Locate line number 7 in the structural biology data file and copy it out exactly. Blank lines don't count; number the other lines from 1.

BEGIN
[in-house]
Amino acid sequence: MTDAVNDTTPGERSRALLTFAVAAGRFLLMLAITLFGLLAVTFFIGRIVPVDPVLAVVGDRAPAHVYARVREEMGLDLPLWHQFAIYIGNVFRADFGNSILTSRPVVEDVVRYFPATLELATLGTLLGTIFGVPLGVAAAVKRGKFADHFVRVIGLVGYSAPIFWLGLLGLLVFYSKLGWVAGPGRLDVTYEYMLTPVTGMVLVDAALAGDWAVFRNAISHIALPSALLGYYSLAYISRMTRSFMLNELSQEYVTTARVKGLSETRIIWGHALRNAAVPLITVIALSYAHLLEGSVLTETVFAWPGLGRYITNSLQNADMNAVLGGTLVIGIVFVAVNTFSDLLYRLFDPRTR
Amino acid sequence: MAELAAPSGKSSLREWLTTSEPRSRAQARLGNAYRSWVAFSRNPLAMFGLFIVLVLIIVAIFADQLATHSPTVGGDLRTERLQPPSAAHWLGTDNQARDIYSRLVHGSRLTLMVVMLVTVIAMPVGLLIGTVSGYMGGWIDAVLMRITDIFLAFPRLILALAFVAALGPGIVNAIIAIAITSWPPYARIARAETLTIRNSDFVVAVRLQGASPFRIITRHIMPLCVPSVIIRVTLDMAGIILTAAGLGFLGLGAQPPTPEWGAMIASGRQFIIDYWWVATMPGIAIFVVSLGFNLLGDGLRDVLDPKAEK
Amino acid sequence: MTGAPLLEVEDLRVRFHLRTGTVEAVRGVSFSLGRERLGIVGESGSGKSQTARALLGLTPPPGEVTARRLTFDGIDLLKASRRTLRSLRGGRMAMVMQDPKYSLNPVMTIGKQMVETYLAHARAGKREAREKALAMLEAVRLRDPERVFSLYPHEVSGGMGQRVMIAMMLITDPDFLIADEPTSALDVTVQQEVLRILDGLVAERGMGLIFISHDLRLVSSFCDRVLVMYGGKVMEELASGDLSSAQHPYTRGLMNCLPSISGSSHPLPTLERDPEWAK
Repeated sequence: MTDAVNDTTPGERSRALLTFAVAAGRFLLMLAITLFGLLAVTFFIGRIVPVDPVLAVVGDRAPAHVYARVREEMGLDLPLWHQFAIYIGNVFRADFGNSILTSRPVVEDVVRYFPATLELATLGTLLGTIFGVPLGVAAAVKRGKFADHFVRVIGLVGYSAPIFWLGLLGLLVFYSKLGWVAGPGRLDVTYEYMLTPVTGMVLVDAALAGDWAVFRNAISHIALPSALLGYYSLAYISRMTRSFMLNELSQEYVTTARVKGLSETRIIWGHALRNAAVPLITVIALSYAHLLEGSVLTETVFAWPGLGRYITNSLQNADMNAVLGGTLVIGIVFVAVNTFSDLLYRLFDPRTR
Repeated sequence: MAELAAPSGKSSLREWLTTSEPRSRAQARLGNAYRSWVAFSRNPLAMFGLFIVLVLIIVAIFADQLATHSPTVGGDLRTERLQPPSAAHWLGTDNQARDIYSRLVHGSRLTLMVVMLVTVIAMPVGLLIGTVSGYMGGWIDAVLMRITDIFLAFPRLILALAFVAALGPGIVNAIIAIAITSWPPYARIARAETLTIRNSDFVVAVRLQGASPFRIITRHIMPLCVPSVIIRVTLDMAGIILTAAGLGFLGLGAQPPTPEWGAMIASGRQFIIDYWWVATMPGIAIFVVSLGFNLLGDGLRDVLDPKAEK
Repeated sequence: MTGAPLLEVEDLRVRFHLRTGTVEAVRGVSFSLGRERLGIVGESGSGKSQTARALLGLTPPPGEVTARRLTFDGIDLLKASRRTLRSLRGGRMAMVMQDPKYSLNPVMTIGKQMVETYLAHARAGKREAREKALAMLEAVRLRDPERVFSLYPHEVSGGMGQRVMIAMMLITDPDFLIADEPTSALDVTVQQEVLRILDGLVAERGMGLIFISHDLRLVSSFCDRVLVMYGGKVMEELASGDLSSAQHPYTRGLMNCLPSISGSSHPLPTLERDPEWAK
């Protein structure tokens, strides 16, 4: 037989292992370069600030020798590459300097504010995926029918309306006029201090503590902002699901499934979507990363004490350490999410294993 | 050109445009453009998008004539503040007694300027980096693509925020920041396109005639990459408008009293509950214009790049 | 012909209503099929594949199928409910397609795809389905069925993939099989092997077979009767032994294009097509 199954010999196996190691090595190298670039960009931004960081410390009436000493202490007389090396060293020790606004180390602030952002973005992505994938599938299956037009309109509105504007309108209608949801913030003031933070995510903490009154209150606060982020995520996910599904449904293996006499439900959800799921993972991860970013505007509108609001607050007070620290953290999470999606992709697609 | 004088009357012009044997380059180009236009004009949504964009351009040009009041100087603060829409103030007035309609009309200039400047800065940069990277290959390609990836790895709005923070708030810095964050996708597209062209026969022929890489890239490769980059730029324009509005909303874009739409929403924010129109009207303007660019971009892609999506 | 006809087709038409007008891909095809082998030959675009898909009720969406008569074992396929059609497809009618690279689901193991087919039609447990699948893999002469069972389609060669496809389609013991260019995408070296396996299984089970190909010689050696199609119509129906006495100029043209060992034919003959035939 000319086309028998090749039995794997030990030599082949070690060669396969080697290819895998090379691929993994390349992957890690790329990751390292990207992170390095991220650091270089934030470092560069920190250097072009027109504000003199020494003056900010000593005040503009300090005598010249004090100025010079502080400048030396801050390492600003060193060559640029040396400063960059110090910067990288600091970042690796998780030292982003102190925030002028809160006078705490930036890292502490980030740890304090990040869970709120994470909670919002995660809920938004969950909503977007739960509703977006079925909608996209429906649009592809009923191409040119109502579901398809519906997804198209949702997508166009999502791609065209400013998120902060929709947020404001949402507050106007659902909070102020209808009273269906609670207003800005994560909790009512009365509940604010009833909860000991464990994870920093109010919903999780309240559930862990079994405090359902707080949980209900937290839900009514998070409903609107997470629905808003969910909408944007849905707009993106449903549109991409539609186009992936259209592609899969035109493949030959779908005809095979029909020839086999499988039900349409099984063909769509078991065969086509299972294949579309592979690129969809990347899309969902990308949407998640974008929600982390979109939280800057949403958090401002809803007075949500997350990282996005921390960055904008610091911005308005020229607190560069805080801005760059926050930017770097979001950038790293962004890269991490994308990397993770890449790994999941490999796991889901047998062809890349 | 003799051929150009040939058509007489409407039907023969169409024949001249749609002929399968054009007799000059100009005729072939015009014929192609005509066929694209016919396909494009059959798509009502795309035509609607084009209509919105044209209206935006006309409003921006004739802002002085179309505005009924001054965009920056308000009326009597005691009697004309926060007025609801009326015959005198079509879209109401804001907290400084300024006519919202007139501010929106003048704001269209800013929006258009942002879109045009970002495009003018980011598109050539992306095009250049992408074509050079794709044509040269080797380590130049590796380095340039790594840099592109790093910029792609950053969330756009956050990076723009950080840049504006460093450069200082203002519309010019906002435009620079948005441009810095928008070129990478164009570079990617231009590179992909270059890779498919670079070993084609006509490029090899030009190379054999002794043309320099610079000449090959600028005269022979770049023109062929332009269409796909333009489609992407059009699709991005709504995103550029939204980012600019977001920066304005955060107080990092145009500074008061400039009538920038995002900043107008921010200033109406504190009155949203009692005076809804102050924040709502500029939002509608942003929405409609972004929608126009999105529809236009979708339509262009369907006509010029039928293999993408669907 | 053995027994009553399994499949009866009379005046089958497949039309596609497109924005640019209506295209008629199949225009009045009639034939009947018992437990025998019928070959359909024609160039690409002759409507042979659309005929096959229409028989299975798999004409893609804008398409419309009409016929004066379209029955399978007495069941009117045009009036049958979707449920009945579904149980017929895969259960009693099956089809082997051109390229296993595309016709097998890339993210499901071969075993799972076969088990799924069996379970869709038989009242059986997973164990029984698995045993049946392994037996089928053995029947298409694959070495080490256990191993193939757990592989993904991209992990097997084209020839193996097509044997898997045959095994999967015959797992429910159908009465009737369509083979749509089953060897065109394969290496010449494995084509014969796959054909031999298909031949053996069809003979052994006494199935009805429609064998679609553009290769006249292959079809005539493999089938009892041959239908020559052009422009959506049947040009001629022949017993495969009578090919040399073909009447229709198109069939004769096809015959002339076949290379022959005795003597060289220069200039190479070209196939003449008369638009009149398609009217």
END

Repeated sequence: MTGAPLLEVEDLRVRFHLRTGTVEAVRGVSFSLGRERLGIVGESGSGKSQTARALLGLTPPPGEVTARRLTFDGIDLLKASRRTLRSLRGGRMAMVMQDPKYSLNPVMTIGKQMVETYLAHARAGKREAREKALAMLEAVRLRDPERVFSLYPHEVSGGMGQRVMIAMMLITDPDFLIADEPTSALDVTVQQEVLRILDGLVAERGMGLIFISHDLRLVSSFCDRVLVMYGGKVMEELASGDLSSAQHPYTRGLMNCLPSISGSSHPLPTLERDPEWAK